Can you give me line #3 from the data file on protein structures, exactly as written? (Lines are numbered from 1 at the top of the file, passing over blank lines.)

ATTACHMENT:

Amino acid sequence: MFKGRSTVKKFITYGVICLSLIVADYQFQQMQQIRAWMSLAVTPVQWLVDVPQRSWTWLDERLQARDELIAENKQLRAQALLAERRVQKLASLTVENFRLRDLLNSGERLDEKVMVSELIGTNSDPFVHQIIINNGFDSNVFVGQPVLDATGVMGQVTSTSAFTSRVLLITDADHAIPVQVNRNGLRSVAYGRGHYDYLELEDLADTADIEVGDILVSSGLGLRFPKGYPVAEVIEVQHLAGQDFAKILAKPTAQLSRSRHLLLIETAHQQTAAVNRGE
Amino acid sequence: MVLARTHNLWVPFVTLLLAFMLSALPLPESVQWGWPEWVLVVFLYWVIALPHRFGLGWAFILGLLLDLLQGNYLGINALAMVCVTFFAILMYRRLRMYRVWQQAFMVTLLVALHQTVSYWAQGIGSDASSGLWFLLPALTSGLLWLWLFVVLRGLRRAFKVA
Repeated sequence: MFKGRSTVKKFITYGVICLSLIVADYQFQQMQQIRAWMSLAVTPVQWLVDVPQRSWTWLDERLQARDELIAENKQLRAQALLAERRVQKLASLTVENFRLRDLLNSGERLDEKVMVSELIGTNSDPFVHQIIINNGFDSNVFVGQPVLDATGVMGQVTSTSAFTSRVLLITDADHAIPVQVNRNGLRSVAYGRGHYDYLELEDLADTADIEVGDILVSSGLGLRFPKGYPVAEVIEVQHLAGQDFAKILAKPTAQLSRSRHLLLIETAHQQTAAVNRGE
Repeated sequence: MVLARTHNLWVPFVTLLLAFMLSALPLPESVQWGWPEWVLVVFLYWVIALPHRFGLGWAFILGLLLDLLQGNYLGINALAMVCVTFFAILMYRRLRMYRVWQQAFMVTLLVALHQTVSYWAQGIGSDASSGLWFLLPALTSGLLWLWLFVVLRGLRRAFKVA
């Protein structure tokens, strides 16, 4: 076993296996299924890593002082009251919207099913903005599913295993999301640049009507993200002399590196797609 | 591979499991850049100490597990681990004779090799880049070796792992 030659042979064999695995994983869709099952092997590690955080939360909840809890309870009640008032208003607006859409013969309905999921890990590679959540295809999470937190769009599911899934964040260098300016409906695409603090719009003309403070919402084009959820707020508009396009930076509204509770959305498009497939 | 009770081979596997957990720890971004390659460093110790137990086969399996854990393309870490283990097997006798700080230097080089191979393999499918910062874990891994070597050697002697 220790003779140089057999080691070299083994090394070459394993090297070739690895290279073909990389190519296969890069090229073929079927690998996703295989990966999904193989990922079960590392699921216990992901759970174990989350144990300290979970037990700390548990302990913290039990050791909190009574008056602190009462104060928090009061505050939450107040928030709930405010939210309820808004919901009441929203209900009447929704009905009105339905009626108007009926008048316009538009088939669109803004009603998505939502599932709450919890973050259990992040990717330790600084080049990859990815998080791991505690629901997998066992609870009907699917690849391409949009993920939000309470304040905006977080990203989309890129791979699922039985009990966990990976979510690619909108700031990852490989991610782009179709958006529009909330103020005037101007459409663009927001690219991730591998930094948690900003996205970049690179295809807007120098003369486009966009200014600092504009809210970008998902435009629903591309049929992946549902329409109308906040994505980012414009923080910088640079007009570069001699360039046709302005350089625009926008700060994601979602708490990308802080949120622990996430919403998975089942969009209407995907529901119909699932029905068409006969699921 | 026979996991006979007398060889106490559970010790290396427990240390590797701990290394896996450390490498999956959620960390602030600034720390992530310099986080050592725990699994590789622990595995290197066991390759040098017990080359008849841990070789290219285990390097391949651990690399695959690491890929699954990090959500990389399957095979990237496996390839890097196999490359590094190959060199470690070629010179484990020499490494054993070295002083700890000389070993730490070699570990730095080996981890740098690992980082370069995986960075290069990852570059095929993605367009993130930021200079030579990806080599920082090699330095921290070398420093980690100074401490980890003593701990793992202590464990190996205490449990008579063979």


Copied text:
Repeated sequence: MFKGRSTVKKFITYGVICLSLIVADYQFQQMQQIRAWMSLAVTPVQWLVDVPQRSWTWLDERLQARDELIAENKQLRAQALLAERRVQKLASLTVENFRLRDLLNSGERLDEKVMVSELIGTNSDPFVHQIIINNGFDSNVFVGQPVLDATGVMGQVTSTSAFTSRVLLITDADHAIPVQVNRNGLRSVAYGRGHYDYLELEDLADTADIEVGDILVSSGLGLRFPKGYPVAEVIEVQHLAGQDFAKILAKPTAQLSRSRHLLLIETAHQQTAAVNRGE